The 1970s were characterised by radical grassroots and community-based activism and support. There were many splinter groups from the Gay Liberation Front: the Campaign for Homosexual Equality was a key driving force, and the focus of activism was often explicitly focused on directly challenging heteronormative, conservative norms of family and gender roles other community-led initiatives coming out of the 1970s included Gay News(set up in 1972), Switchboard (1974), and Gay’s the Word bookshop (1979).

The AIDS crisis dominated the 1980s for the LGBT community, first coming to public attention in 1981 when the first person died of an AIDS-related illness. A year later, a man named Terry Higgins was among the first people known to die of an AIDS-related illness in the UK: the Terrence Higgins Trust was set up in his name.

The prevalence of AIDS was greater in the USA than the UK, but in both countries there was a real lack of political and service support for people living with HIV/AIDS, leading to a huge emphasis on community activism and support. Lesbians and bi women provided critical support to gay and bi men during this time, and Act Up was the key campaigning group focused on challenging the lack of political and health support for people living with HIV / AIDS.

The LGBT community was politically and socially stigmatised throughout the 1980s, creating the hostile political context that allowed Section 28 to be passed as law. This piece of legislation effectively prevented teachers from talking about same-sex relationships in schools, forcing teachers back into the closet, or out of their job, and scarring a generation of LGBT people.

Stonewall was created to fight this discrimination in the UK, 20 years after the uprising.

On 11 September 1988, at a meeting held in Sir Ian McKellen’s house in Limehouse, the basic aims were drawn up in a document dubbed the Second Limehouse Declaration. The first Limehouse Declaration, announcing the launch of the Social Democrat Party, had been signed in the house next door.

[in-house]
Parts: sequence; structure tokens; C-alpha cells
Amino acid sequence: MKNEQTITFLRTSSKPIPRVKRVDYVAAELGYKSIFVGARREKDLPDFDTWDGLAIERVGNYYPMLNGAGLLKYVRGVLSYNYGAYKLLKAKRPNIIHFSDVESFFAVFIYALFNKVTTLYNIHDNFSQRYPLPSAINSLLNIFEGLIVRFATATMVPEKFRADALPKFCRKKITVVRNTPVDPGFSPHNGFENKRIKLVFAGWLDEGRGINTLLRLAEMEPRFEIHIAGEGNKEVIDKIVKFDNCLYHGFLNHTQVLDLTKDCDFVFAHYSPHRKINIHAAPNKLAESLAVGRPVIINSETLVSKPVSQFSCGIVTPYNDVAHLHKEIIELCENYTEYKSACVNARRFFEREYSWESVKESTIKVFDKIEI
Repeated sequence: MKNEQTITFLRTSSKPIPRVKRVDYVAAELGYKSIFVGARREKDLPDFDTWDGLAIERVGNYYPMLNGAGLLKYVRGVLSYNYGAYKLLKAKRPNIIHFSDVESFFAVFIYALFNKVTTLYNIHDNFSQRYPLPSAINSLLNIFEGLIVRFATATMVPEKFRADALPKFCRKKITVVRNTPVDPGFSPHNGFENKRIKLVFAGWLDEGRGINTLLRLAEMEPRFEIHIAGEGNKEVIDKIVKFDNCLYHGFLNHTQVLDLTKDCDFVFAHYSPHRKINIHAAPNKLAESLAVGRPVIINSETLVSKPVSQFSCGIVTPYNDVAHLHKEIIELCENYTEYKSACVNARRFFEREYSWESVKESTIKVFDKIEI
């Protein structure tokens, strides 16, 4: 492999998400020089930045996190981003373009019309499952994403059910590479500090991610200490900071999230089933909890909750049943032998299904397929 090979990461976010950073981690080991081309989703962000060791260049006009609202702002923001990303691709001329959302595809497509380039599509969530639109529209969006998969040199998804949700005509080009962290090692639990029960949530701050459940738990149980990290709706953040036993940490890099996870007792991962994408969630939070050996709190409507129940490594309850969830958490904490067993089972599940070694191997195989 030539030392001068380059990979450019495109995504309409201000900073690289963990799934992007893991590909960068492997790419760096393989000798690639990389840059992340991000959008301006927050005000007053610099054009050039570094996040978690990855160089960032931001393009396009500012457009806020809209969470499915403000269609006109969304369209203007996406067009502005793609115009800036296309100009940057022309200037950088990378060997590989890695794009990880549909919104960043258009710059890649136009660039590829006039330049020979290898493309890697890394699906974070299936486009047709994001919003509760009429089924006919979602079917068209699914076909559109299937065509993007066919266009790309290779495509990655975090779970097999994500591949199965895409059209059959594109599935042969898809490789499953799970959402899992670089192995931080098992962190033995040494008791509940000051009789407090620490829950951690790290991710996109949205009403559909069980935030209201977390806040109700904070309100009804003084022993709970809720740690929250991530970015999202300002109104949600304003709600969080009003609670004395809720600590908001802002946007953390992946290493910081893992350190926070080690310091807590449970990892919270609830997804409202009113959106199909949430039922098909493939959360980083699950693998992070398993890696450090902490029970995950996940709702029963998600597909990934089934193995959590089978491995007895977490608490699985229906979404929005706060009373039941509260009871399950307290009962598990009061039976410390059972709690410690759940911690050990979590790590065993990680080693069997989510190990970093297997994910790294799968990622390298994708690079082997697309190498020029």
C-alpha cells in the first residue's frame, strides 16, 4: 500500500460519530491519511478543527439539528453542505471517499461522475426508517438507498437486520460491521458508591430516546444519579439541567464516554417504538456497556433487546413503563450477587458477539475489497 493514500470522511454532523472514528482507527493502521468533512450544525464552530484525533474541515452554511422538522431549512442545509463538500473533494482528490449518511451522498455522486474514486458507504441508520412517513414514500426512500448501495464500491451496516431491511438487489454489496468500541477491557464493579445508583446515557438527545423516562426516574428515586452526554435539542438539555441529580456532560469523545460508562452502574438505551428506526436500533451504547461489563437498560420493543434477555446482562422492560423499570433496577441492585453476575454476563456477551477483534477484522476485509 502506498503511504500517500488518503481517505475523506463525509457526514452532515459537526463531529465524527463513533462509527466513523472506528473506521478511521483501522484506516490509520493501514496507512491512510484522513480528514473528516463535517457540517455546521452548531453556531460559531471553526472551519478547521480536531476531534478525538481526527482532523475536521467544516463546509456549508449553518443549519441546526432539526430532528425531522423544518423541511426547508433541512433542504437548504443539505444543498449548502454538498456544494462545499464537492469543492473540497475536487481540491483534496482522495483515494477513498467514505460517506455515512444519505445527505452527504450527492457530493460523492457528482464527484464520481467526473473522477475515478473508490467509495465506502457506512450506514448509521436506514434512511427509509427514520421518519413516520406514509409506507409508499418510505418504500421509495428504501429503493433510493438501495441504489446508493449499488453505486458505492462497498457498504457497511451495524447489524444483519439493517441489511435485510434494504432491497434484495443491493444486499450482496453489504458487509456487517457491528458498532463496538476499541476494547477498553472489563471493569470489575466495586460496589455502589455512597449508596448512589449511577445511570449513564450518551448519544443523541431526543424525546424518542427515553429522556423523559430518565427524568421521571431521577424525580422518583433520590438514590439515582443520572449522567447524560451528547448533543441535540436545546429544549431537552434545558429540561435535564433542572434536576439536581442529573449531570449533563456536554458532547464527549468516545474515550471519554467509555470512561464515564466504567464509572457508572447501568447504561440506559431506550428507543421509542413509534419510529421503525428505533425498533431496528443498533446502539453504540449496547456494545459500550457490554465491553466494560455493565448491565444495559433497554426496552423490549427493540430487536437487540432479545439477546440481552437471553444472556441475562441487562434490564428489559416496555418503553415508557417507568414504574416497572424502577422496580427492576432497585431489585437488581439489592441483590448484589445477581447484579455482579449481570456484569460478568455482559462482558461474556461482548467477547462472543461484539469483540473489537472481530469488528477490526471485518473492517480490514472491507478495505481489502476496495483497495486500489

On 24 May 1989, the new group sent a press release to the LGBT press announcing the founding of the Stonewall Group.

Over the past 30 years we’ve made a big difference to the lives of LGBT people here and around the world. In the UK, the LGBT movement has won employment rights. Parenting rights. Partnership rights. An equal age of consent.

Fifty years after the uprising, there's lots for us to celebrate – but there’s also a lot more work that needs to be done. We won’t stop, until everyone can be accepted for who they are - without exception.


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The years before Stonewall

The 1950s were a low point for the US when it came to protecting the rights of its citizens, be they Black or Queer. For example, it was at this time that the American Psychiatric Association’s diagnostic manual listed homosexuality as a sociopathic personality disturbance, President Dwight D. Eisenhower signed an executive order that would ban homosexuals from working for the federal government, saying they were a security risk, and the police arrested and molested them with impunity. Gays and lesbians were effectively outlaws, living in secrecy and fear.


Support Each Other. Love Each Other.

If my kids decide that they are anywhere along the LGBTQ+ spectrum, I&aposve told them I didn&apost care, provided that they were decent people and got their homework done. My youngest wants to be a drag queen, and like most queens I&aposve had the pleasure of seeing, I&aposm sure she&aposll be fabulous at it. If my daughters want to tell me they&aposve fallen in love with someone in the LGBTQ+ community, fine—I just want them to be happy and healthy.

RuPaul calls upon people watching her show to say "love" from time to time, and I think that&aposs what we as a community need to focus on. To do otherwise only promotes further division, and there&aposs enough of that going on. Support each other. Love each other.

All those allies and LGBTQ+ individuals who fought for rights and continue to do so deserve no less than having our love and support.


May Day Queen